At the 2000 census, there were 49,015 people, 19,721 households and 14,317 families living in the county. The population density was 114 per square mile (44/km2). There were 21,626 housing units at an average density of 50 per square mile (19/km2). The racial makeup of the county was 92.72% White, 4.48% Black or African American, 0.27% Native American, 0.70% Asian, 0.02% Pacific Islander, 0.75% from other races, and 1.06% from two or more races. 1.80% of the population were Hispanic or Latino of any race.
There were 19,721 households, of which 31.40% had children under the age of 18 living with them, 58.70% were married couples living together, 10.60% had a female householder with no husband present, and 27.40% were non-families. 24.40% of all households were made up of individuals, and 10.40% had someone living alone who was 65 years of age or older. The average household size was 2.45 and the average family size was 2.90.
Age distribution was 23.90% under the age of 18, 8.40% from 18 to 24, 28.50% from 25 to 44, 24.80% from 45 to 64, and 14.30% who were 65 years of age or older. The median age was 38 years. For every 100 females there were 93.40 males. For every 100 females age 18 and over, there were 89.80 males.
The median household income was $31,919, and the median family income was $38,992. Males had a median income of $31,051 versus $20,524 for females. The per capita income for the county was $16,725. About 10.90% of families and 14.50% of the population were below the poverty line, including 18.20% of those under age 18 and 16.80% of those age 65 or over.
- Acme Mill
- Alta Vista
- Avalon Heights
- Barton Mill
- Bell Spring
- Belleview Estates
- Bohannon Addition
- Brewer Addition
- Cedar Springs
- Chuckaluck (historical)
- Clear Springs
- Clem Jones Heights
- Cog Hill (historical)
- Collins Mill
- Double Springs
- East Etowah
- Folger (historical)
- Forrest Hills
- Heritage Park
- Housley Addition
- Ingleside Hill
- Joshua (historical)
- Knox Park
- Liberty Hill
- Lockmiller Addition
- Longs Mills (historical)
- Magellan (historical)
- Manilla (historical)
- Marshall Hill
- McKelvia (historical)
- Mortimer (historical)
- Mount Cumberland
- Mount Harmony
- Mount Verd
- Murray Store
- New Bethel
- North Etowah
- North Liberty
- Old Englewood
- Pickwatina Place
- Pine Grove
- Pine Ridge (historical)
- Piney Grove
- Pond Hill
- Poplar Hill
- Regret (historical)
- Riddles Store
- Rogers Creek
- Seven Cedars
- South Liberty
- Spring Creek
- Suburban Hills
- Sunset View
- Tellico Hills
- Union Grove
- Watt Heights
- Yancey (historical)
- Zion Hill
- Byrum, Stephen C. McMinn County. Memphis: Memphis State University Press (1984). ISBN 978-0878701766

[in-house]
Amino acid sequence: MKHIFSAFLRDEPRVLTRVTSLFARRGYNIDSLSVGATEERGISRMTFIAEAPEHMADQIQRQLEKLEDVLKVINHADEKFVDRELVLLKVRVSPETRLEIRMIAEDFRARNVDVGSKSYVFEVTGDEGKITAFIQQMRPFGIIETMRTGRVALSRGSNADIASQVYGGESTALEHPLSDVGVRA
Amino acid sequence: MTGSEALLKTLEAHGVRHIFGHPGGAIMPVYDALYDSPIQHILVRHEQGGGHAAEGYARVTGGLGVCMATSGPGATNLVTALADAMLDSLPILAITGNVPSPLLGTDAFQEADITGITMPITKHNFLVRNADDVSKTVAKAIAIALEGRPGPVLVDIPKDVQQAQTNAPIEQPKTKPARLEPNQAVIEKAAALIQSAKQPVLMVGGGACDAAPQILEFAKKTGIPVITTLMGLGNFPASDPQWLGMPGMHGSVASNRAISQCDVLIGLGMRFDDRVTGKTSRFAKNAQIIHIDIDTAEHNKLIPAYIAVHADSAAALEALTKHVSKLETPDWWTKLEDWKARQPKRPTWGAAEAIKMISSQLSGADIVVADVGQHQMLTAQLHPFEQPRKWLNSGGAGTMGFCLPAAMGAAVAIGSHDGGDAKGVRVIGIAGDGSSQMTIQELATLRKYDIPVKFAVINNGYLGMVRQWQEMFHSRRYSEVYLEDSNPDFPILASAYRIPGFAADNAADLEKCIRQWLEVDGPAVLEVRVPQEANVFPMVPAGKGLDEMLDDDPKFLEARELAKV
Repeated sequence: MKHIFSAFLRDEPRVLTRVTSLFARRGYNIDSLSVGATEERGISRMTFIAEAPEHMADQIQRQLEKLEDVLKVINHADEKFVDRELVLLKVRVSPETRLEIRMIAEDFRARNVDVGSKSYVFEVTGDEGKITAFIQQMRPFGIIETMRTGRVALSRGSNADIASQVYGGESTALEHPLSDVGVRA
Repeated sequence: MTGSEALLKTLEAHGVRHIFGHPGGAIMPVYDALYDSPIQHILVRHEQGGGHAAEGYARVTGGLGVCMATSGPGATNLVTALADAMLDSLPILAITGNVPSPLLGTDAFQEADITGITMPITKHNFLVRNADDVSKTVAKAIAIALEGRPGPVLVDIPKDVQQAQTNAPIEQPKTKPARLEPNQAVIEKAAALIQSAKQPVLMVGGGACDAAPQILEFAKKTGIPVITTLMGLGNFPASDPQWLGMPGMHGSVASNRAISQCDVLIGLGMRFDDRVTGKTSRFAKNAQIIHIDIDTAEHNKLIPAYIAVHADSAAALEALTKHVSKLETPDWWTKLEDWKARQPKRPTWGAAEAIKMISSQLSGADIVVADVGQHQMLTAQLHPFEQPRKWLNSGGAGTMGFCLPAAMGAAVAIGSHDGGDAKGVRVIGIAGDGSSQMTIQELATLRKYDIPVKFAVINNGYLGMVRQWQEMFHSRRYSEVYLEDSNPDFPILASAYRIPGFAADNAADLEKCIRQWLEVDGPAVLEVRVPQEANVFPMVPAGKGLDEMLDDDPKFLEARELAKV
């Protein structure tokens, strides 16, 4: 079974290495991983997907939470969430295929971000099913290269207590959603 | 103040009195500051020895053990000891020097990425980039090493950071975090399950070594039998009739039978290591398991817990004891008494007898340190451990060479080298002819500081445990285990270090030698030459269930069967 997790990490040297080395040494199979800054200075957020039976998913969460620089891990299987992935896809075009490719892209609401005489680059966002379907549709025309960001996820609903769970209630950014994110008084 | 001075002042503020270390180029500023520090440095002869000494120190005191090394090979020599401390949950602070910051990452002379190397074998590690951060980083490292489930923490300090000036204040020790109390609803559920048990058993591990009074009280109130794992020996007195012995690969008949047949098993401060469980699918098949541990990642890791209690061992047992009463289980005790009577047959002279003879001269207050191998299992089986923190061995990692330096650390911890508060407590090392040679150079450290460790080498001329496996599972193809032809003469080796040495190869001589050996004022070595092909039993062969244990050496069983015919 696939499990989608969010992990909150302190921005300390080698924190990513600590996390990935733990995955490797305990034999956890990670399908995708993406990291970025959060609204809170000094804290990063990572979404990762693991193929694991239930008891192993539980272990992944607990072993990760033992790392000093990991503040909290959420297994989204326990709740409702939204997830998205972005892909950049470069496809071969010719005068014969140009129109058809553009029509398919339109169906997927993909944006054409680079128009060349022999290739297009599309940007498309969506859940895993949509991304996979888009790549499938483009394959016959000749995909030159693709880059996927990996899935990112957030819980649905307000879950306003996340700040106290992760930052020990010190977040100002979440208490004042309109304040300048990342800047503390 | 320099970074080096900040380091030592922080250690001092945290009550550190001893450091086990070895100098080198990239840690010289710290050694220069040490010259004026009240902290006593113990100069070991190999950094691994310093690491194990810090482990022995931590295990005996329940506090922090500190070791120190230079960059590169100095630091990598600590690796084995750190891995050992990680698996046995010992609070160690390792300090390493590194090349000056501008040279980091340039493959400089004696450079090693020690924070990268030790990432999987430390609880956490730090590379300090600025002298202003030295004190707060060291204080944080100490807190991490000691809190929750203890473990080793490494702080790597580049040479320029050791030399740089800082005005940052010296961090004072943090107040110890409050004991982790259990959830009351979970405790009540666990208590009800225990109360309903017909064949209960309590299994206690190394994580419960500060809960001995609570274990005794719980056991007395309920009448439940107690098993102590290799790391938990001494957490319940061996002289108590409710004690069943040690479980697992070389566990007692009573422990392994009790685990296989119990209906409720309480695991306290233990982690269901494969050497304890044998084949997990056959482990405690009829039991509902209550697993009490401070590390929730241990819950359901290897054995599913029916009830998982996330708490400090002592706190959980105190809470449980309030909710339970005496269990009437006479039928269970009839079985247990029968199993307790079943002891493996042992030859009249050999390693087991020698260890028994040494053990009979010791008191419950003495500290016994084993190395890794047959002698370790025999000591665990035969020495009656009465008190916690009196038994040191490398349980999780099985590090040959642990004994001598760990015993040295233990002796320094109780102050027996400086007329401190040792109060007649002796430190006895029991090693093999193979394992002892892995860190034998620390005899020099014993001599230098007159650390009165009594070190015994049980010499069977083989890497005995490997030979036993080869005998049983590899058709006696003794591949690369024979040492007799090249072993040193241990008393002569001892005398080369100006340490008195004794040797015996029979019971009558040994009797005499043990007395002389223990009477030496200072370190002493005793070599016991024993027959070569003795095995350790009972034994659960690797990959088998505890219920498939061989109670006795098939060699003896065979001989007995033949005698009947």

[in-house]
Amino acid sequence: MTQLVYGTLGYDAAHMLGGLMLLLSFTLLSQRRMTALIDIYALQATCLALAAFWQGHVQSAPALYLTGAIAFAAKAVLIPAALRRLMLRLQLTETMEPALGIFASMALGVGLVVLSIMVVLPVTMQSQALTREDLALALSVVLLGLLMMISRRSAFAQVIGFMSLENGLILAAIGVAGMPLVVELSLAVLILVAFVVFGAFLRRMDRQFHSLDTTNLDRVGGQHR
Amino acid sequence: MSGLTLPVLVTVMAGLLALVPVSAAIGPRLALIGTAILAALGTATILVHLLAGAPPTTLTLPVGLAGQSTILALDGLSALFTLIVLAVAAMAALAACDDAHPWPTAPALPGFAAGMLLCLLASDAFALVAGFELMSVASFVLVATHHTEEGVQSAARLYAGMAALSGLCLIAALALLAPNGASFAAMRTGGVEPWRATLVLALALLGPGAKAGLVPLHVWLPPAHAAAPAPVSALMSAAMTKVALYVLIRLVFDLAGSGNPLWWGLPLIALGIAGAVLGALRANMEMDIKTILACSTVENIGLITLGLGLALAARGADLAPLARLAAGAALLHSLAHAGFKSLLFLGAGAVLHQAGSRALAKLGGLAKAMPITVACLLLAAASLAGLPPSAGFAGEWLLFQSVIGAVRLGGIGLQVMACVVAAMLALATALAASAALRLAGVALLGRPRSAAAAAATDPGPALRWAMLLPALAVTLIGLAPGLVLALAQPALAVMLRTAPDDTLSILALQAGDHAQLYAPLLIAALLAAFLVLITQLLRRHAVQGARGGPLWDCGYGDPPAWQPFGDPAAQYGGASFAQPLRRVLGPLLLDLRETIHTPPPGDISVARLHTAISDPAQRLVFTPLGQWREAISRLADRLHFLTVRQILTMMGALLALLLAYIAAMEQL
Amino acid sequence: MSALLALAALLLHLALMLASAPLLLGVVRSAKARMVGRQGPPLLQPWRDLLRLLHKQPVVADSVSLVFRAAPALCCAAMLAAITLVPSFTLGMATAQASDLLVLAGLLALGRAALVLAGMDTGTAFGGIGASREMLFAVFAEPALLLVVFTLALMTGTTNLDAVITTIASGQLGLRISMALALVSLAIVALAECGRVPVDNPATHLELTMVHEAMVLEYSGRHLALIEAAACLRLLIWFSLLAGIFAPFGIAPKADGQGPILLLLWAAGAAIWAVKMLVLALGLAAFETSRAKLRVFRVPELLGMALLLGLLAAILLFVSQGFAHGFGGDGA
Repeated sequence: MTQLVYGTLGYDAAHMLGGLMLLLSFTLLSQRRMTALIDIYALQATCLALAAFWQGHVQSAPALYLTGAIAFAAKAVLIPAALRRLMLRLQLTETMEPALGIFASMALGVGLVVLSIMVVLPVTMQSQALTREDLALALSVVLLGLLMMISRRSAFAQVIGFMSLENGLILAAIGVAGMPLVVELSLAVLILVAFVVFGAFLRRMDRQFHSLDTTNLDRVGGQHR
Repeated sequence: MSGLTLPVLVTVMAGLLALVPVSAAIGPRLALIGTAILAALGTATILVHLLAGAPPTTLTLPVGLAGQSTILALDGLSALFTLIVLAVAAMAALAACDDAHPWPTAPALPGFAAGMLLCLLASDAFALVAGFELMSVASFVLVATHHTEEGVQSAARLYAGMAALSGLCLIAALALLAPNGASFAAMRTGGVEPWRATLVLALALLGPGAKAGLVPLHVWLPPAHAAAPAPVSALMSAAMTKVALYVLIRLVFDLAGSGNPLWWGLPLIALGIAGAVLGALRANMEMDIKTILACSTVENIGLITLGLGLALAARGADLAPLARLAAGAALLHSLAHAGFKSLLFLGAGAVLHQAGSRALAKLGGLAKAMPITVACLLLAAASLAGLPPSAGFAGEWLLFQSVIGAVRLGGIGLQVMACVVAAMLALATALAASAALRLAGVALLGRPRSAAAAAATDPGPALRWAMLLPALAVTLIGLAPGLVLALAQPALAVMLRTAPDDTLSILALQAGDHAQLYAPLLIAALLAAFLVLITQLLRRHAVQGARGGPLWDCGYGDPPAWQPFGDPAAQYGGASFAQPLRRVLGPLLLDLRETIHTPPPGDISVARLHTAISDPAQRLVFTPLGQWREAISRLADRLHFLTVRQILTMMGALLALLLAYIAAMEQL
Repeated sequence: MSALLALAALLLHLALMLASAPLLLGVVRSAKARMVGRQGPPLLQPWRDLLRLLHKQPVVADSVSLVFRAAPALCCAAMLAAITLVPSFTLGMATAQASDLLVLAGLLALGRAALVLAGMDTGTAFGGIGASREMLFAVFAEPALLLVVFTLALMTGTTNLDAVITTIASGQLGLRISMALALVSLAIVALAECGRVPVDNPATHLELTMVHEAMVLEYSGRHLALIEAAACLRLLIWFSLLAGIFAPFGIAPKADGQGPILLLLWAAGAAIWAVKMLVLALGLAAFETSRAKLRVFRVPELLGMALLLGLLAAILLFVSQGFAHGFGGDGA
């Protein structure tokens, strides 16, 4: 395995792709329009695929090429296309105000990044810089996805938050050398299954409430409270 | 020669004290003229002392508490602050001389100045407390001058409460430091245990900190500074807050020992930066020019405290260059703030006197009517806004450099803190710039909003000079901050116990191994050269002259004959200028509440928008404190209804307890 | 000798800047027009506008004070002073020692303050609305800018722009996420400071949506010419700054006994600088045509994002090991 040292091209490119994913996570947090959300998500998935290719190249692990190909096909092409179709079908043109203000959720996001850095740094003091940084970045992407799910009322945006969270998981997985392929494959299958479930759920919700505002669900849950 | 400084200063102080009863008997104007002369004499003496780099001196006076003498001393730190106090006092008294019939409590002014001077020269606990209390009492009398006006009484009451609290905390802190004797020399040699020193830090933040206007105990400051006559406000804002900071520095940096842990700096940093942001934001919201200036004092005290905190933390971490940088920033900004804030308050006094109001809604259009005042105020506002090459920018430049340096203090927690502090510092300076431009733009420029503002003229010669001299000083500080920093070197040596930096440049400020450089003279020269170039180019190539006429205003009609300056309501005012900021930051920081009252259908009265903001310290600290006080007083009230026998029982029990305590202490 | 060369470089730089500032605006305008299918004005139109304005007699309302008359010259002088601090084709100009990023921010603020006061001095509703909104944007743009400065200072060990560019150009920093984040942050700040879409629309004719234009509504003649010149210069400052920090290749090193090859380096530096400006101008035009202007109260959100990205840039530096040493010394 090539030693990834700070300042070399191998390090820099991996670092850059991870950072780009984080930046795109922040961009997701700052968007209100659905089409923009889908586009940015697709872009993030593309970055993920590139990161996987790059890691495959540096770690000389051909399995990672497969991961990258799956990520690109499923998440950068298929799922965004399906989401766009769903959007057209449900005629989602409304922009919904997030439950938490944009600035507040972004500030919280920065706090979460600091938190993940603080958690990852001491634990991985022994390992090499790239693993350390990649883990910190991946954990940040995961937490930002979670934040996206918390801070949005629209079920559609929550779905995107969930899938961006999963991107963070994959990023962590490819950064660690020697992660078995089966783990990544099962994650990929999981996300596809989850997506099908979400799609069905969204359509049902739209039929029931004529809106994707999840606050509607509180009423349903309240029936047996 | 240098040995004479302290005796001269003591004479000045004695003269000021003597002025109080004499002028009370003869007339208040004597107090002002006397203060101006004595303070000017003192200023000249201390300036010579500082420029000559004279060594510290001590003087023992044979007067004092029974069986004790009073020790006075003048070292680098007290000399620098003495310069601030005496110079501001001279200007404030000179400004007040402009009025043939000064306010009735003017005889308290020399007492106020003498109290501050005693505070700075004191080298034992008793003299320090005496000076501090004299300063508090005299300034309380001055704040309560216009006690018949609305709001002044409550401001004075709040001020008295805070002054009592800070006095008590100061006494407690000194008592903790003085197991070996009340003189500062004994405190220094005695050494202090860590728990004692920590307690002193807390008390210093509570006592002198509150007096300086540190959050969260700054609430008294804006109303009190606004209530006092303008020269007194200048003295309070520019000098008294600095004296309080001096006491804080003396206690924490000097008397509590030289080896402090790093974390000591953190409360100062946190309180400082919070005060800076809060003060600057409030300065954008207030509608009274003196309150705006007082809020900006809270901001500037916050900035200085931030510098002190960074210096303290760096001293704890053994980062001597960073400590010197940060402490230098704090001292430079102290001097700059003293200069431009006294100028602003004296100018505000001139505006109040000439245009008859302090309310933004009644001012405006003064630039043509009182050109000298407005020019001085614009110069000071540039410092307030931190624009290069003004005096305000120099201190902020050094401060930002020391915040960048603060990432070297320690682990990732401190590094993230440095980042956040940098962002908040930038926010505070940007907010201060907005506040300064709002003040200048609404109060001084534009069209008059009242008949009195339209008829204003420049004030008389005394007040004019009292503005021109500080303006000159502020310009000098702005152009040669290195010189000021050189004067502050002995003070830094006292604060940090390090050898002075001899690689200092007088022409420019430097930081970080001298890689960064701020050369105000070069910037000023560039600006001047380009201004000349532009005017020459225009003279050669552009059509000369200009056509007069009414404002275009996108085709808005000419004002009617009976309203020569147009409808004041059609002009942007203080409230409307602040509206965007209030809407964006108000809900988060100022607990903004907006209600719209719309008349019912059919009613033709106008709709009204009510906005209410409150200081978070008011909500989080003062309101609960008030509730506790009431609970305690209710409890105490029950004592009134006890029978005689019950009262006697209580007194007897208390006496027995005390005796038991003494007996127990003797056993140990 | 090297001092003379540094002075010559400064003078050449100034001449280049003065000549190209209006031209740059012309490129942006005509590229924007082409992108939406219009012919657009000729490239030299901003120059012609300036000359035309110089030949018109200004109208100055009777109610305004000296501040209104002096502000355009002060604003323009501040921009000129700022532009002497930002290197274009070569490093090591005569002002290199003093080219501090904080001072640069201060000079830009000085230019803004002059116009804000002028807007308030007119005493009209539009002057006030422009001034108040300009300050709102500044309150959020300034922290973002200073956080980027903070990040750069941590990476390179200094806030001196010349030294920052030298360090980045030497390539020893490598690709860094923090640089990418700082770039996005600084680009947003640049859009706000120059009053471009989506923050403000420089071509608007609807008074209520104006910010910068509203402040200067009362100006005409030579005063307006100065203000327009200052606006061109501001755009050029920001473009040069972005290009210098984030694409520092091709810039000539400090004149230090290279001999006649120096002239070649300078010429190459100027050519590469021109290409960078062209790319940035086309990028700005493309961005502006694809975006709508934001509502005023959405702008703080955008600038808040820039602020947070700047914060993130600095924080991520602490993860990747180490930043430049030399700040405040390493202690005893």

- Guy, Joe. The Hidden History of McMinn County: Tales From Eastern Tennessee. Charleston: The History Press (2007). ISBN 1-59629-349-7
- Bill Akins, "McMinn County," Tennessee Encyclopedia of History and Culture. Retrieved: March 11, 2013.
- "State & County QuickFacts". United States Census Bureau. Archived from the original on June 7, 2011. Retrieved December 6, 2013.
- "Find a County". National Association of Counties. Retrieved June 7, 2011.
- John Thweatt, "Joseph McMinn," Tennessee Encyclopedia of History and Culture. Retrieved: March 11, 2013.
- C. Stephen Byrum, McMinn County (Memphis, Tenn: Memphis State University Press, 1984), pp. 23-32.
- Information obtained from Tennessee Historical Commission marker 2A 102 in Athens, Tennessee. Information accessed: November 26, 2007.
- Derose, Chris (November 1, 2020). "'Get the Hell Out of Here and Get Something to Shoot With'". Politico. Retrieved November 2, 2020.
- "2010 Census Gazetteer Files". United States Census Bureau. August 22, 2012. Retrieved April 9, 2015.
- "Population and Housing Unit Estimates". Retrieved July 20, 2019.
- "U.S. Decennial Census". United States Census Bureau. Retrieved April 9, 2015.
- "Historical Census Browser". University of Virginia Library. Retrieved April 9, 2015.
- Forstall, Richard L., ed. (March 27, 1995). "Population of Counties by Decennial Census: 1900 to 1990". United States Census Bureau. Retrieved April 9, 2015.
- "Census 2000 PHC-T-4. Ranking Tables for Counties: 1990 and 2000" (PDF). United States Census Bureau. April 2, 2001. Retrieved April 9, 2015.
- Based on 2000 census data
- "U.S. Census website". United States Census Bureau. Retrieved October 5, 2019.
- "U.S. Census website". United States Census Bureau. Retrieved May 14, 2011.
- Leip, David. "Dave Leip's Atlas of U.S. Presidential Elections". uselectionatlas.org.
|Wikimedia Commons has media related to McMinn County, Tennessee.|
- Official site
- McMinn County, TNGenWeb – free genealogy resources for the county
- McMinn County at Curlie